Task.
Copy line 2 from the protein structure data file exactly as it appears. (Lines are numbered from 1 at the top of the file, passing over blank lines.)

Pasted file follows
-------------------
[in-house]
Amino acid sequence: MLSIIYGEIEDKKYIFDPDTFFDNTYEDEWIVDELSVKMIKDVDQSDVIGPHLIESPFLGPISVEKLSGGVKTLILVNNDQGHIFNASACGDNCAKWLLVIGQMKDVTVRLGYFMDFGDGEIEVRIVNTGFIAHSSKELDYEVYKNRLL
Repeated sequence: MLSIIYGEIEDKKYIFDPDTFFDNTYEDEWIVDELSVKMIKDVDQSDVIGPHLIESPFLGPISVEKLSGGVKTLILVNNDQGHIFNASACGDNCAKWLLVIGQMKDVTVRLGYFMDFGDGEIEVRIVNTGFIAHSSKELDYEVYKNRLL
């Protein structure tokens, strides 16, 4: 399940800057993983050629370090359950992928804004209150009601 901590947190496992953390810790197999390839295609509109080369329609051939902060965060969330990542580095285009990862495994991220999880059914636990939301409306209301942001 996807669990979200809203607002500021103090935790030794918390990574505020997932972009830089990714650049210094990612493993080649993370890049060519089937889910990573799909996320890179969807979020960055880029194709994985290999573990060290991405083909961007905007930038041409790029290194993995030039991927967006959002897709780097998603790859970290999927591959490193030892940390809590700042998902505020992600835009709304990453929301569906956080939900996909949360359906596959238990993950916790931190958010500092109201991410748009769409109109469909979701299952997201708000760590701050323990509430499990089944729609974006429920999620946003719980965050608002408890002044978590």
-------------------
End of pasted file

Amino acid sequence: MLSIIYGEIEDKKYIFDPDTFFDNTYEDEWIVDELSVKMIKDVDQSDVIGPHLIESPFLGPISVEKLSGGVKTLILVNNDQGHIFNASACGDNCAKWLLVIGQMKDVTVRLGYFMDFGDGEIEVRIVNTGFIAHSSKELDYEVYKNRLL